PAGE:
Yet they did not abolish the gods, but they sent them well out of the way,
With the rarest of nectar to drink, and blue fields of nothing to sway.
From nothing comes nothing, they told us, nought happens by chance, but by fate;
There is nothing but atoms and void, all else is mere whims out of date!
Then why should a man curry favour with beings who cannot exist,
To compass some petty promotion in nebulous kingdoms of mist?
But not by the rays of the sun, nor the glittering shafts of the day,
Must the fear of the gods be dispelled, but by words, and their wonderful play.
So treading a path all untrod, the poet-philosopher1 sings
Of the seeds of the mighty world -- the first-beginnings of things;
How freely he scatters his atoms before the beginning of years;
How he clothes them with force as a garment, those small incompressible spheres!
Nor yet does he leave them hard-hearted -- he dowers them with love and with hate,
Like spherical small British Asses2 in infinitesimal state;
Till just as that living Plato, whom foreigners nickname Plateau,
Drops oil in his whisky-and-water (for foreigners sweeten it so),
Each drop keeps apart from the other, enclosed in a flexible skin,
Till touched by the gentle emotion evolved by the prick of a pin:
Thus in atoms a simple collision excites a sensational thrill,
Evolved through all sorts of emotion, as sense, understanding, and will;
(For by laying their heads all together, the atoms, as councillors do,
May combine to express an opinion to every one of them new).
There is nobody here, I should say, has felt true indignation at all,
Till an indignation meeting is held in the Ulster Hall;
Then gathers the wave of emotion, then noble feelings arise,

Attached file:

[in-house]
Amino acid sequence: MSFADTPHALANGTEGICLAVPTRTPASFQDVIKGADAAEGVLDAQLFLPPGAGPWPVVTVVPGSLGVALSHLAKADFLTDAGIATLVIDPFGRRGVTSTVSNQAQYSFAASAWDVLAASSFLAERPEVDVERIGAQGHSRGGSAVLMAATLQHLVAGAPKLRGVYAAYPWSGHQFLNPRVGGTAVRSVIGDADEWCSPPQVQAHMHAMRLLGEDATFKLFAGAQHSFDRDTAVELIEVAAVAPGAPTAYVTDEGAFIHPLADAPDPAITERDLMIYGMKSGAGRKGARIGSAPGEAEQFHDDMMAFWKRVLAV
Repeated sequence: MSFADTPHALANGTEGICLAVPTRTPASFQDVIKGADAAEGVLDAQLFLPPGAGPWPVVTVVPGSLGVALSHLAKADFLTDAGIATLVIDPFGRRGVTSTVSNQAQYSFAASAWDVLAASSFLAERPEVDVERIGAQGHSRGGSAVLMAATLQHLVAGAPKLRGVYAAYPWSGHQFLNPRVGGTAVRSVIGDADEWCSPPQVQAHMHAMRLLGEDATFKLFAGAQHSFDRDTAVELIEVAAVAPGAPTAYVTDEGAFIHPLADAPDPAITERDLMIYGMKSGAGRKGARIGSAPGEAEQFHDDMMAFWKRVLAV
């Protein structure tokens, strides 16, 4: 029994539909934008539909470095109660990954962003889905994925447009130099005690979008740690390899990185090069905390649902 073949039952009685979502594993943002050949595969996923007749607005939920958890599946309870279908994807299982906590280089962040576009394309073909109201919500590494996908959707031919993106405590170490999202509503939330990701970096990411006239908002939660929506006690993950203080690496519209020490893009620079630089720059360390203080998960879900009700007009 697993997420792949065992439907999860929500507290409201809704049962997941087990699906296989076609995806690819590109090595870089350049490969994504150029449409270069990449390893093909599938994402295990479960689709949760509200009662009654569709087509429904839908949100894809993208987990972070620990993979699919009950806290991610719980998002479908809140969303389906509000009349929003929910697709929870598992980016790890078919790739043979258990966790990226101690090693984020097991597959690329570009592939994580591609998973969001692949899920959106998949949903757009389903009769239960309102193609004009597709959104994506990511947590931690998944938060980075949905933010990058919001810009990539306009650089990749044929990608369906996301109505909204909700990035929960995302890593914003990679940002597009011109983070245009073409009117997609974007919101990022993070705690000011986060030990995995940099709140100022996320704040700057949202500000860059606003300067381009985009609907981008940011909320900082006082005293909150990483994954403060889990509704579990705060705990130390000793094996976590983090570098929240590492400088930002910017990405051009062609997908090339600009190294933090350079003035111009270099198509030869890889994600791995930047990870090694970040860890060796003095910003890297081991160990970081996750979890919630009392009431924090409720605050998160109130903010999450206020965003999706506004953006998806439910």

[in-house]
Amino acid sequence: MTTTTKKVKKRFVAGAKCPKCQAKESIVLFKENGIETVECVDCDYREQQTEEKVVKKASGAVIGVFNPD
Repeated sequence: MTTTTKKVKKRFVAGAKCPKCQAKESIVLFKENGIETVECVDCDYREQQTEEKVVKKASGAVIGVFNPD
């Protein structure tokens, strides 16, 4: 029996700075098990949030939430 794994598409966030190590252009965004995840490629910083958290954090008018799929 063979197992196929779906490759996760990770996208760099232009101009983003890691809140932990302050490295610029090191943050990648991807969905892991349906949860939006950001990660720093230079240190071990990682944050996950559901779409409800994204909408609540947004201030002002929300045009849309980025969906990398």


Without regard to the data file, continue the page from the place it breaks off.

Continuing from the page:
Till you all pass a resolution which takes every man by surprise.
Thus the pure elementary atom, the unit of mass and of thought,
By force of mere juxtaposition to life and sensation is brought;
So, down through untold generations, transmission of structureless germs
Enables our race to inherit the thoughts of beasts, fishes, and worms.
We honour our fathers and mothers, grandfathers and grandmothers too;
But how shall we honour the vista of ancestors now in our view?
First, then, let us honour the atom, so lively, so wise, and so small;
The atomists next let us praise, Epicurus, Lucretius, and all;
Let us damn with faint praise Bishop Butler3, in whom many atoms combined
To form that remarkable structure, it pleased him to call -- his mind.
Last, praise we the noble body to which, for the time, we belong,
Ere yet the swift whirl of the atoms has hurried us, ruthless, along,
The British Association -- like Leviathan worshipped by Hobbes,
The incarnation of wisdom, built up of our witless nobs,
Which will carry on endless discussions, when I, and probably you,
Have melted in infinite azure -- in English, till all is blue.
James Clerk Maxwell
1) Possibly a reference to Tyndall.
2) Insider nickname for members of the British Association.
3) Joseph Butler (1692-1752), influential English bishop, theologian, apologist, and philosopher, a proponent of natural theology.
Image: James Clerk Maxwell, Wikipedia.